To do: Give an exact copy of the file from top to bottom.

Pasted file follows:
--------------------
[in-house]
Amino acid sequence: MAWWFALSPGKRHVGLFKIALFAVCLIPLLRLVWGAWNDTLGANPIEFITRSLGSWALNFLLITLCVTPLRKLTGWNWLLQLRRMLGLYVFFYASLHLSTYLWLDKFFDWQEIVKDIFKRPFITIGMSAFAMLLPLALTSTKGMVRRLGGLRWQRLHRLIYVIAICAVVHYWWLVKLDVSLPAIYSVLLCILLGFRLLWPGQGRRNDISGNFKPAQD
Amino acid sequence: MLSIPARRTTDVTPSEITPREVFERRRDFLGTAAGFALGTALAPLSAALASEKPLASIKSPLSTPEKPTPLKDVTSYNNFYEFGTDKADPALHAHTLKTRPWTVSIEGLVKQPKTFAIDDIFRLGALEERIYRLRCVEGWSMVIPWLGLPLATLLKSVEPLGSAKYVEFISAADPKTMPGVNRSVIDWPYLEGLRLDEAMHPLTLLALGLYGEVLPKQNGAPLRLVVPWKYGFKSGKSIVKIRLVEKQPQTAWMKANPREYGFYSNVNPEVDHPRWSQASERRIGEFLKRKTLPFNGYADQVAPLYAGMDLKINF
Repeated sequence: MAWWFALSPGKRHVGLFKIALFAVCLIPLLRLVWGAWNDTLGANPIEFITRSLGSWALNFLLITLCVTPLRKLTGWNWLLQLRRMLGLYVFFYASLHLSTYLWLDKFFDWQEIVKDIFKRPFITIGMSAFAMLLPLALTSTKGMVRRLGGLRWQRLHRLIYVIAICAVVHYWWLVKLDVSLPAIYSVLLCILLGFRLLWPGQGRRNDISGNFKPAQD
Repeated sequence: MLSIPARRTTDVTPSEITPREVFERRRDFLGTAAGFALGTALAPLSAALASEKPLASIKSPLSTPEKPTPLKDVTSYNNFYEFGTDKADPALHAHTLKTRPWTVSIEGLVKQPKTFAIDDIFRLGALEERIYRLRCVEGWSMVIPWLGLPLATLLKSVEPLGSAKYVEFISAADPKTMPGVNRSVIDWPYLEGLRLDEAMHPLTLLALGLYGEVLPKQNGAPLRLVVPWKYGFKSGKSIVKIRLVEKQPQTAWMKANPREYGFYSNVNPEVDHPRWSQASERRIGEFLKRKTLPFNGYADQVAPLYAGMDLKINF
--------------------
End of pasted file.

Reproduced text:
[in-house]
Amino acid sequence: MAWWFALSPGKRHVGLFKIALFAVCLIPLLRLVWGAWNDTLGANPIEFITRSLGSWALNFLLITLCVTPLRKLTGWNWLLQLRRMLGLYVFFYASLHLSTYLWLDKFFDWQEIVKDIFKRPFITIGMSAFAMLLPLALTSTKGMVRRLGGLRWQRLHRLIYVIAICAVVHYWWLVKLDVSLPAIYSVLLCILLGFRLLWPGQGRRNDISGNFKPAQD
Amino acid sequence: MLSIPARRTTDVTPSEITPREVFERRRDFLGTAAGFALGTALAPLSAALASEKPLASIKSPLSTPEKPTPLKDVTSYNNFYEFGTDKADPALHAHTLKTRPWTVSIEGLVKQPKTFAIDDIFRLGALEERIYRLRCVEGWSMVIPWLGLPLATLLKSVEPLGSAKYVEFISAADPKTMPGVNRSVIDWPYLEGLRLDEAMHPLTLLALGLYGEVLPKQNGAPLRLVVPWKYGFKSGKSIVKIRLVEKQPQTAWMKANPREYGFYSNVNPEVDHPRWSQASERRIGEFLKRKTLPFNGYADQVAPLYAGMDLKINF
Repeated sequence: MAWWFALSPGKRHVGLFKIALFAVCLIPLLRLVWGAWNDTLGANPIEFITRSLGSWALNFLLITLCVTPLRKLTGWNWLLQLRRMLGLYVFFYASLHLSTYLWLDKFFDWQEIVKDIFKRPFITIGMSAFAMLLPLALTSTKGMVRRLGGLRWQRLHRLIYVIAICAVVHYWWLVKLDVSLPAIYSVLLCILLGFRLLWPGQGRRNDISGNFKPAQD
Repeated sequence: MLSIPARRTTDVTPSEITPREVFERRRDFLGTAAGFALGTALAPLSAALASEKPLASIKSPLSTPEKPTPLKDVTSYNNFYEFGTDKADPALHAHTLKTRPWTVSIEGLVKQPKTFAIDDIFRLGALEERIYRLRCVEGWSMVIPWLGLPLATLLKSVEPLGSAKYVEFISAADPKTMPGVNRSVIDWPYLEGLRLDEAMHPLTLLALGLYGEVLPKQNGAPLRLVVPWKYGFKSGKSIVKIRLVEKQPQTAWMKANPREYGFYSNVNPEVDHPRWSQASERRIGEFLKRKTLPFNGYADQVAPLYAGMDLKINF